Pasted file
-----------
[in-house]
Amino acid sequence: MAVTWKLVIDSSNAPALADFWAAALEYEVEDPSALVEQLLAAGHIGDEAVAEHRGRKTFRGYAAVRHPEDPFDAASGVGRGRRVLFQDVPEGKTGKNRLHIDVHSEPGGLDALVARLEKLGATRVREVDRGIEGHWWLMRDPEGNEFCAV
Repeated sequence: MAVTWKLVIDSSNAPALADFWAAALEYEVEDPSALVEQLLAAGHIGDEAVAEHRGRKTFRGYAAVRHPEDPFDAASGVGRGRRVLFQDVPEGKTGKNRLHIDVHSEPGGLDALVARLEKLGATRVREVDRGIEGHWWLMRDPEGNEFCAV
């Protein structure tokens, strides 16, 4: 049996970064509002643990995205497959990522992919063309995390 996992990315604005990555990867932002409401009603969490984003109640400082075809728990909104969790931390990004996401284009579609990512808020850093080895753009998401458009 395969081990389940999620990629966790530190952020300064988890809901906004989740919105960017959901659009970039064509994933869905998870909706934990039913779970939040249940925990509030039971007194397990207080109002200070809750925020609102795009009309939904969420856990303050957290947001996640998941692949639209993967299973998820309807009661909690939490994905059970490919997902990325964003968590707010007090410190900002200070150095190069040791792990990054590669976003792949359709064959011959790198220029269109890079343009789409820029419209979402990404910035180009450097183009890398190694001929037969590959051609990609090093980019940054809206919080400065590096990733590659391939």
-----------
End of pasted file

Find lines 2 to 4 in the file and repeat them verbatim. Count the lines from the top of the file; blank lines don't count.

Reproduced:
Amino acid sequence: MAVTWKLVIDSSNAPALADFWAAALEYEVEDPSALVEQLLAAGHIGDEAVAEHRGRKTFRGYAAVRHPEDPFDAASGVGRGRRVLFQDVPEGKTGKNRLHIDVHSEPGGLDALVARLEKLGATRVREVDRGIEGHWWLMRDPEGNEFCAV
Repeated sequence: MAVTWKLVIDSSNAPALADFWAAALEYEVEDPSALVEQLLAAGHIGDEAVAEHRGRKTFRGYAAVRHPEDPFDAASGVGRGRRVLFQDVPEGKTGKNRLHIDVHSEPGGLDALVARLEKLGATRVREVDRGIEGHWWLMRDPEGNEFCAV
């Protein structure tokens, strides 16, 4: 049996970064509002643990995205497959990522992919063309995390 996992990315604005990555990867932002409401009603969490984003109640400082075809728990909104969790931390990004996401284009579609990512808020850093080895753009998401458009 395969081990389940999620990629966790530190952020300064988890809901906004989740919105960017959901659009970039064509994933869905998870909706934990039913779970939040249940925990509030039971007194397990207080109002200070809750925020609102795009009309939904969420856990303050957290947001996640998941692949639209993967299973998820309807009661909690939490994905059970490919997902990325964003968590707010007090410190900002200070150095190069040791792990990054590669976003792949359709064959011959790198220029269109890079343009789409820029419209979402990404910035180009450097183009890398190694001929037969590959051609990609090093980019940054809206919080400065590096990733590659391939």